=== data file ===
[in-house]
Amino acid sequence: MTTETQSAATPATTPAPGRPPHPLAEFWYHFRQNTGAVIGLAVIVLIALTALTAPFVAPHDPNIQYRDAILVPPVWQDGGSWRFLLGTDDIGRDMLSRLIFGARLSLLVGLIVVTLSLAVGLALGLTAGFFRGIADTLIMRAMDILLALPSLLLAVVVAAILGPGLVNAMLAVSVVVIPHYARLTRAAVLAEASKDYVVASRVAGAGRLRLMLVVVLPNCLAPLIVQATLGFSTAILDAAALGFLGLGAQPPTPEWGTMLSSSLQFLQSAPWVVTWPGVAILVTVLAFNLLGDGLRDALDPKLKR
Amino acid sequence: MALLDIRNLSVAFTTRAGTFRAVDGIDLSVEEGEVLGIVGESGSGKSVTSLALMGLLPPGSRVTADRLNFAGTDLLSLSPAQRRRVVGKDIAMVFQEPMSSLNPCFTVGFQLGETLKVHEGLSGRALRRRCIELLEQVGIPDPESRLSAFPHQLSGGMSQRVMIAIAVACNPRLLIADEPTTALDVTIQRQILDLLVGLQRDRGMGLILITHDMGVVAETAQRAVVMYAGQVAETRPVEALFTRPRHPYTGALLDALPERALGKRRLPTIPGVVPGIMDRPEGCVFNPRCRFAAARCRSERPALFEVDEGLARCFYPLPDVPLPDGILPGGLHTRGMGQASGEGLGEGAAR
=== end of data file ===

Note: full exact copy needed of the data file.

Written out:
[in-house]
Amino acid sequence: MTTETQSAATPATTPAPGRPPHPLAEFWYHFRQNTGAVIGLAVIVLIALTALTAPFVAPHDPNIQYRDAILVPPVWQDGGSWRFLLGTDDIGRDMLSRLIFGARLSLLVGLIVVTLSLAVGLALGLTAGFFRGIADTLIMRAMDILLALPSLLLAVVVAAILGPGLVNAMLAVSVVVIPHYARLTRAAVLAEASKDYVVASRVAGAGRLRLMLVVVLPNCLAPLIVQATLGFSTAILDAAALGFLGLGAQPPTPEWGTMLSSSLQFLQSAPWVVTWPGVAILVTVLAFNLLGDGLRDALDPKLKR
Amino acid sequence: MALLDIRNLSVAFTTRAGTFRAVDGIDLSVEEGEVLGIVGESGSGKSVTSLALMGLLPPGSRVTADRLNFAGTDLLSLSPAQRRRVVGKDIAMVFQEPMSSLNPCFTVGFQLGETLKVHEGLSGRALRRRCIELLEQVGIPDPESRLSAFPHQLSGGMSQRVMIAIAVACNPRLLIADEPTTALDVTIQRQILDLLVGLQRDRGMGLILITHDMGVVAETAQRAVVMYAGQVAETRPVEALFTRPRHPYTGALLDALPERALGKRRLPTIPGVVPGIMDRPEGCVFNPRCRFAAARCRSERPALFEVDEGLARCFYPLPDVPLPDGILPGGLHTRGMGQASGEGLGEGAAR